As the online cruise and ski agency celebrates its 20th anniversary, its founder and chief executive reflects on the last two decades and looks ahead to Brexit and beyond. Harry Kemble reports

Few can begrudge Richard Downs his success. He set up Iglu at the height of the dotcom boom and celebrated 20 years in business in late 2018.

Downs saw an opportunity for an online travel agency for ski holidays in 1998 and grasped it with both hands.

The expansion into cruise followed the ski agency reaching a £1 million profit target in 2005, plus some persuasion from his friend Giles Hawke, now chief executive of Avalon Waterways.

Hawke talked Downs into taking his first cruise – a transatlantic sailing with Cunard. There was no turning back.

Today, Iglu trades in five countries and claims to be the largest continental retailer of cruise in Europe.

Downs is its softly spoken but determined chief executive.

His company’s online success means he fears for the future of bricks-and-mortar travel agencies across the country.

“I do not have a crystal ball,” he says. “But I think [high street travel agencies] will have to work harder and harder to attract footfall.

“I have held a similar view for the last 20 years. Consumers are moving online. If you are a high street agency, you need to have omnichannel capabilities; and if you are an OTA, crack on.”

Yet he admits shop agencies in remote areas of the country may have “sticky” or loyal client bases that can sustain their businesses.

“If they can find a way to leverage consumer business, then great,” he says. “If they continue to give great service then they will continue to get footfall into the store.

“If they don’t, consumers will go online. It is down to everybody to find out what they are good at. None of us take our customers for granted.”

Iglu investment

Last month, Wimbledon-based Iglu appointed David Gooch as commercial director, a role previously held by Dave Mills, who stepped into the newly-created role of global supply director in September.

The recruitment of Gooch, a former Thomas Cook e-commerce director, follows a long list of appointments made with a view to maintaining Iglu’s growth overseas.

Simone Clark’s move from managing director to senior vice-president for global supply in 2017 and Mills’ elevation are two of the most notable. When we started, we were in one country and now we supply five,” Downs explains.

“Dave [Mills] and Simone are building these new relationships, and that was taking them out of the office. Dave loves that stuff and he is brilliant at it, so we needed to fill that void.”

Downs is speaking just a few weeks before the wave period gets under way.

It is a time of the year that he knows well. After all, he chose to diversify from an online ski agency, heavily influenced by seasonality, to an year-round cruise business.

“[Gooch’s appointment] is an example of us investing in the team,” says Downs.

“It enables us to grow the business and will allow us to be as competitive in the marketplace as we can be.

“We represent the cruise lines’ product in the wave period. From a product and commercial perspective, it helps us put our best foot forward without giving any margin away.

“We are very bullish about 2019.”

Brexit impact

It is impossible not to ask Downs about Brexit as the nation limps towards its scheduled divorce from the EU on March 29.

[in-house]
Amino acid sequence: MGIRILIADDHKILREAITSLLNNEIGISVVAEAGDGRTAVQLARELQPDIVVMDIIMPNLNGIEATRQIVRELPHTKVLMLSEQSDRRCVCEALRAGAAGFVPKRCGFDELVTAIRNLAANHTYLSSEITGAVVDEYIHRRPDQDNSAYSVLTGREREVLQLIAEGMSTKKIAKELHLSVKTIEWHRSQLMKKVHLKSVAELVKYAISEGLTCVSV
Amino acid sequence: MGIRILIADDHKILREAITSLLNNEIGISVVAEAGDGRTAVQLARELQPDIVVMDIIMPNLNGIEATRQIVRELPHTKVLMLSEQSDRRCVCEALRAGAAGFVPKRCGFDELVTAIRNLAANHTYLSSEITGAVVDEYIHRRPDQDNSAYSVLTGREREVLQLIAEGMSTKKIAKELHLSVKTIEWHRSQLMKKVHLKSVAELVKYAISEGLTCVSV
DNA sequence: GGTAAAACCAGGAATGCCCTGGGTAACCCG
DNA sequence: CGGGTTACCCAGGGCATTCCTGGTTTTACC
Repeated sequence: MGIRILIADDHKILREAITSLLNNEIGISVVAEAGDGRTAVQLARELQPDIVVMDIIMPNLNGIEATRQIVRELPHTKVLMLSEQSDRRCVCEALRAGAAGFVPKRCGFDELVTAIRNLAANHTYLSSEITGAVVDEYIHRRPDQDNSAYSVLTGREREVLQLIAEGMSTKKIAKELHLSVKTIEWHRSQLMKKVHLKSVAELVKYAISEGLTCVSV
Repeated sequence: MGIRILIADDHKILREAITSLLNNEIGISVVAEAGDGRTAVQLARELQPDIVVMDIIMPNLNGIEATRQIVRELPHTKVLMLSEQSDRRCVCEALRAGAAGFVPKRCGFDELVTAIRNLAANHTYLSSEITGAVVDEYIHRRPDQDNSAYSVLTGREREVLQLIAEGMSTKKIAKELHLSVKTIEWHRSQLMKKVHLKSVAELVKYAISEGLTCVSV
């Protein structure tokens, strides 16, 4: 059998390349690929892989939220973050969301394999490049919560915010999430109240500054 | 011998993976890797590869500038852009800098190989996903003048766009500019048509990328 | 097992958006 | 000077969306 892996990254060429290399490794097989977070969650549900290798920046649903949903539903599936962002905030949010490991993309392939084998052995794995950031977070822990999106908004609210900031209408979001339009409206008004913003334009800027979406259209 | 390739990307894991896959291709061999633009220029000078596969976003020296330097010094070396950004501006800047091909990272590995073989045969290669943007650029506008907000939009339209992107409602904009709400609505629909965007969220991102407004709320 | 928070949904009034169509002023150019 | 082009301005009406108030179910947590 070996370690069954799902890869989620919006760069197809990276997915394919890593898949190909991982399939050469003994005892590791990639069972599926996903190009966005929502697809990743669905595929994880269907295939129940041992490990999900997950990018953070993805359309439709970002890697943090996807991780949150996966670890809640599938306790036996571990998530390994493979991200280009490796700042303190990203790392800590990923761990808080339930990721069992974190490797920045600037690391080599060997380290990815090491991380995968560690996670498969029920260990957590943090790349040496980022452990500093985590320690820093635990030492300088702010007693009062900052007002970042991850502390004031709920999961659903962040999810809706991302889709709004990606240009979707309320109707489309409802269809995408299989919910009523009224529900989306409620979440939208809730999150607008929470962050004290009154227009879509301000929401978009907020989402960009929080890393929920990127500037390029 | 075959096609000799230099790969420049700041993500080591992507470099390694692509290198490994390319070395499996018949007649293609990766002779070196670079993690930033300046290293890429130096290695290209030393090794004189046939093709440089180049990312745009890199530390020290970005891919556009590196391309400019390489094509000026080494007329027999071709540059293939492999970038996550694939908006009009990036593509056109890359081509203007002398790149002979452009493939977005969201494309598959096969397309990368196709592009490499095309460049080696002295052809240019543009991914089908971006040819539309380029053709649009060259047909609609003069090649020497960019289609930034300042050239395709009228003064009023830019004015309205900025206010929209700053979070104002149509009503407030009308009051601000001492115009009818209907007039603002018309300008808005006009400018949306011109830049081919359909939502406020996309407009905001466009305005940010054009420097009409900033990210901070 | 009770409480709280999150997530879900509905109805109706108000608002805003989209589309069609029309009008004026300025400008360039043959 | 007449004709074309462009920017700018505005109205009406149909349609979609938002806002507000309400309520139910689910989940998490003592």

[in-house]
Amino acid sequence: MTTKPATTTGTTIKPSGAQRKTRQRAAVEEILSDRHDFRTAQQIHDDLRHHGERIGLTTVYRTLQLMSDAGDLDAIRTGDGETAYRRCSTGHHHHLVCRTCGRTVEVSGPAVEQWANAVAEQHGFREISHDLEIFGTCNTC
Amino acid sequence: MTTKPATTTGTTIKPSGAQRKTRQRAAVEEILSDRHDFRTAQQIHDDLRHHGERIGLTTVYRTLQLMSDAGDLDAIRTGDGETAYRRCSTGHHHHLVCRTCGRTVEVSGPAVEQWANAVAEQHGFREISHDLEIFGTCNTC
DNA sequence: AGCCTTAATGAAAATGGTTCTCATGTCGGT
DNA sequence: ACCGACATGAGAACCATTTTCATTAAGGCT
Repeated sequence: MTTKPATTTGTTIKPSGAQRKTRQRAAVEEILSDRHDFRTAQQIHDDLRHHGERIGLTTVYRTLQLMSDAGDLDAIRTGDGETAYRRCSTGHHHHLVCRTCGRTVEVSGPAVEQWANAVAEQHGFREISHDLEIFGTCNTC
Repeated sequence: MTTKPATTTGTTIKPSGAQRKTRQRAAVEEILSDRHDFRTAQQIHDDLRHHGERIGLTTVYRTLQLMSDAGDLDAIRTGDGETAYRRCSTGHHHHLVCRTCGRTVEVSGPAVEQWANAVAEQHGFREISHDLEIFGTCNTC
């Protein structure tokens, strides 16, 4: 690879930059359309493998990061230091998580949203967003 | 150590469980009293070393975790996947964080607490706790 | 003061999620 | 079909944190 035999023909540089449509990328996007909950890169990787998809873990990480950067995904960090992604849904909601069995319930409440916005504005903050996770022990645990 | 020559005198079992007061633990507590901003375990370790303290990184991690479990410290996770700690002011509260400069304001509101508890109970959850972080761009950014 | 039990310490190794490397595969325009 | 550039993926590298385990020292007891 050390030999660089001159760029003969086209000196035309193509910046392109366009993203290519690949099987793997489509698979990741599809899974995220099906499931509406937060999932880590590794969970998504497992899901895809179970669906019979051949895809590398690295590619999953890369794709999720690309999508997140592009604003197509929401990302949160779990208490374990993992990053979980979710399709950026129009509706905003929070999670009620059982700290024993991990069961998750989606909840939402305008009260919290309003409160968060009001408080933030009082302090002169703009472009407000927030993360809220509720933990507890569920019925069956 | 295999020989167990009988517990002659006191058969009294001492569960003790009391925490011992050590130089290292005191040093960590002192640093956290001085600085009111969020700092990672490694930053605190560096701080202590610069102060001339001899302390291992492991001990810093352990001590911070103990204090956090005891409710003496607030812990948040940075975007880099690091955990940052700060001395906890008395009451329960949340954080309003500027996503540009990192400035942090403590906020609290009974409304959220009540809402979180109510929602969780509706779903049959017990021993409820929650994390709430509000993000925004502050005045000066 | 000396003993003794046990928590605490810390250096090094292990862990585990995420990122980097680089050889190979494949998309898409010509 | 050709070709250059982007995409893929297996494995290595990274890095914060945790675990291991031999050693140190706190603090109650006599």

Downs commutes to southwest London each week from Barcelona, where he lives with his family.

With Iglu now trading in four European countries outside of the UK – Ireland, France, Italy and Spain – Downs is better placed than many to opine on how the cruise industry will fare when Britain eventually leaves the EU.

He says it is “very difficult” to know what will happen. “It is a political conundrum, and nobody knows how to solve it.

“We are entering crazy, unchartered shenanigans, but we have got confidence in the industry.”

Downs’ upbeat assessment is due in no small part to the fact that Iglu’s cruise and ski sales are up year on year for 2019 and 2020.

He notes previous challenges that cruise has overcome in the past 20 years. Asked to recall the toughest, Downs does not hesitate in responding with the words “Costa Concordia”, describing the 2012 shipwreck as “one of the toughest challenges of the past 20 years”. He also cites the impact of the financial crash of 2008 on holiday bookings.

Cruise resilience

Downs says the fact that a cruise holiday is “more inclusive than most holiday products” will help the industry navigate its way through 2019.

“If following Brexit there was an exchange rate depreciation, then the cost of food and accommodation is all included in a cruise fare,” he explains.

“That might encourage people looking at both land-based holidays and cruise [to plump for the latter] because the value proposition of cruise is better.”

Furthermore, Downs says passengers who sail with P&O Cruises will be heartened that everything on board is priced in pounds.

“Cruising is a real hedge and helps cushion a natural [economic] blow,” he says. “The cruise industry is hugely resilient.”

Looking ahead, he adds: “It is going to be an exciting 2019. I go back to the cruise line partners that have had a 20-year track record of building ships.

“There is a very high probability that the capacity that is coming in 2019 and 2020 will meet the [passenger] growth.

“There are new lines being talked about such as Virgin Voyages and Ritz-Carlton. They are additives to the whole cruise industry.”